I did not easily embrace learning how to use the computer. But I taught myself Photoshop and eventually I could scan and manipulate my images in any way I desired. In addition to becoming a digital artist, I also learned a great deal about working with music on my computer.

The process of learning through experimentation never stops for me.

Transformation happens to be an actual term in Photoshop. I take this opportunity now to share some examples of digital transformation, which I used in my most recent illustration assignment.

A question I often hear as a food illustrator is: “Why are they hiring you and not a food photographer?”

That’s a valid question, especially since my final work looks like a photograph.

So here’s the catch: many times the product I’m illustrating does not exist and cannot be photographed. So I must create something by imagining what it will look like.

I still chuckle with the irony that as a watercolorist my goal was to make everything I painted look photorealistic. Now that I work primarily on the computer, my goal is to make my digital image look like a painting!

But even when I painted, I relied upon photo reference for my renderings.

When nothing exists for me to photograph, I search instead for something similar to what I’m illustrating. This starting point works well on the computer; I can alter any image with tonal, color and shape adjustment. Photoshop transformation is very important for what I do as an illustrator.

Below is the exact specification for the Coconut Fruit Punch flavor ice cream bar I just illustrated. My client was Tillamook (A dairy company, known mostly for cheese)

1. Fruit punch (orange, pineapple, cherry) sorbet core, coconut ice cream outer, white chocolate coating (possibly with coconut flakes).

I went to the market searching to find any kind of coated ice cream bar that was white. I ended up buying one that was white chocolate and vanilla. I also brought home a few boxes of bars with pink centers to resemble the fruit punch sorbet core I needed to illustrate. I would be able to combine my photos.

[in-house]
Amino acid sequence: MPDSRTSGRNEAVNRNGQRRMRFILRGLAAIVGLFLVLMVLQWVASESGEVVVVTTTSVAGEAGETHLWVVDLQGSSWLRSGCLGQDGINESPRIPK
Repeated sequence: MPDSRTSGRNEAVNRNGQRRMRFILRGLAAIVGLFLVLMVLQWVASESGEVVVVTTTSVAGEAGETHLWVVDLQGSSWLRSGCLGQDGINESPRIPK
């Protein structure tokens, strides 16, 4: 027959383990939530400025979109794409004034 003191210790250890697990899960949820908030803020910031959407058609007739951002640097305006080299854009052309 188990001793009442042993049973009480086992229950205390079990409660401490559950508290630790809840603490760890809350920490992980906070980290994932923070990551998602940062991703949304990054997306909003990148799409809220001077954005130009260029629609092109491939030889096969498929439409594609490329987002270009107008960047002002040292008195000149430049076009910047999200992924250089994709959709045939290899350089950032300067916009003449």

Photo Reference

This is my photo before I’ve separated the elements and arranged them into a layout.

I began my process by transforming my photos into a layout.

Each flavor needed two illustrations; one for the front and the other for the back of the package. On the front illustration, there were ingredients scattered around the bar.

Below are some of my layouts. The bottom three (G, H and I) represent “Round 2” where one layout was selected and further developed.

All Layouts Coco punch

Once my layout was approved, I created my illustration by working with colored pencil over a print. Below are examples of my final art:

Coconut punch bar front

I also illustrated a dark chocolate raspberry bar.

I also illustrated a dark chocolate raspberry bar.


My abilities were challenged when my client requested another version for the coconut punch flavor. I needed to illustrate this flavor again with a different coating, one that had coconut flakes in it.

I couldn’t buy anything because there weren’t any bars at the market with this kind of coating. But Tillamook was nice enough to send me a dark photo of a prototype bar made in a kitchen at their factory. I was relieved because the light source would work for what I wanted to do.

Bar photo reference

So now I’m going to share how I transformed my reference.

Transforming the bar

First, I “selected” (Photoshop term) only the bar area. There are many types of selection tools available. On this, I used one called a “magnetic lasso.” It is visible as a black and white broken line and moves around the selected area as indicated above with a black arrow.

A box appears around the selected area and it allows me to drag it to another place. But that bar coating still needed work and had to be transformed further to fit my layout.

There are many transforming choices available – I chose “warp.” I rotated, flipped and pulled the shape into the dimensions that were closer to the bar I wanted to superimpose it over. Then I lightened it considerably.